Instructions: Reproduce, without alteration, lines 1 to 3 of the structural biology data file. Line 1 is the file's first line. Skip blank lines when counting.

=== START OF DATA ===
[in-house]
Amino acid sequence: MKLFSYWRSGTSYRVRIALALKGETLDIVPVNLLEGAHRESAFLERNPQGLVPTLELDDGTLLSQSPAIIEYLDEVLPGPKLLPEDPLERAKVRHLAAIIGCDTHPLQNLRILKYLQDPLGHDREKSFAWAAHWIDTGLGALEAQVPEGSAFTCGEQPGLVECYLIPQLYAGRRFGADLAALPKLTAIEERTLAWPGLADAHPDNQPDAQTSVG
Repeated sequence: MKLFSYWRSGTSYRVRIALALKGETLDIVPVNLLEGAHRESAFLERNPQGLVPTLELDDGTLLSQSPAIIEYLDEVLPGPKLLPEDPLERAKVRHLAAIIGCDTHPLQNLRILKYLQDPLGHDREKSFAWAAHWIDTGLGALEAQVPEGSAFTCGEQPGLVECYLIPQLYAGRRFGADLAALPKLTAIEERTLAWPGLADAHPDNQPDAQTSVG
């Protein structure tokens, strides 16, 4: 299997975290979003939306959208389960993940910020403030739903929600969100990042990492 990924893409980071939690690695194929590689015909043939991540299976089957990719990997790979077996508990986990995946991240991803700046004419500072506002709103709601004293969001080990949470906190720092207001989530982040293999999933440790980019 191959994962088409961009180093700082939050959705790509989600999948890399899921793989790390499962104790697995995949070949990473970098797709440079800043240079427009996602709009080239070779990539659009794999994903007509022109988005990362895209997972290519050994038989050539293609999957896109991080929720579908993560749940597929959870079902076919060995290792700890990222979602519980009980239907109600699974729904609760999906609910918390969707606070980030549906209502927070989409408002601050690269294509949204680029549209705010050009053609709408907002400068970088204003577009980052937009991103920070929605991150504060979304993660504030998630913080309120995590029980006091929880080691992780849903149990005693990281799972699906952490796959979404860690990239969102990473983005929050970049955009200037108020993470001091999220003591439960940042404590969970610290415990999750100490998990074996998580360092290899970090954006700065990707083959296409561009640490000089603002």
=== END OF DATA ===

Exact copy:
[in-house]
Amino acid sequence: MKLFSYWRSGTSYRVRIALALKGETLDIVPVNLLEGAHRESAFLERNPQGLVPTLELDDGTLLSQSPAIIEYLDEVLPGPKLLPEDPLERAKVRHLAAIIGCDTHPLQNLRILKYLQDPLGHDREKSFAWAAHWIDTGLGALEAQVPEGSAFTCGEQPGLVECYLIPQLYAGRRFGADLAALPKLTAIEERTLAWPGLADAHPDNQPDAQTSVG
Repeated sequence: MKLFSYWRSGTSYRVRIALALKGETLDIVPVNLLEGAHRESAFLERNPQGLVPTLELDDGTLLSQSPAIIEYLDEVLPGPKLLPEDPLERAKVRHLAAIIGCDTHPLQNLRILKYLQDPLGHDREKSFAWAAHWIDTGLGALEAQVPEGSAFTCGEQPGLVECYLIPQLYAGRRFGADLAALPKLTAIEERTLAWPGLADAHPDNQPDAQTSVG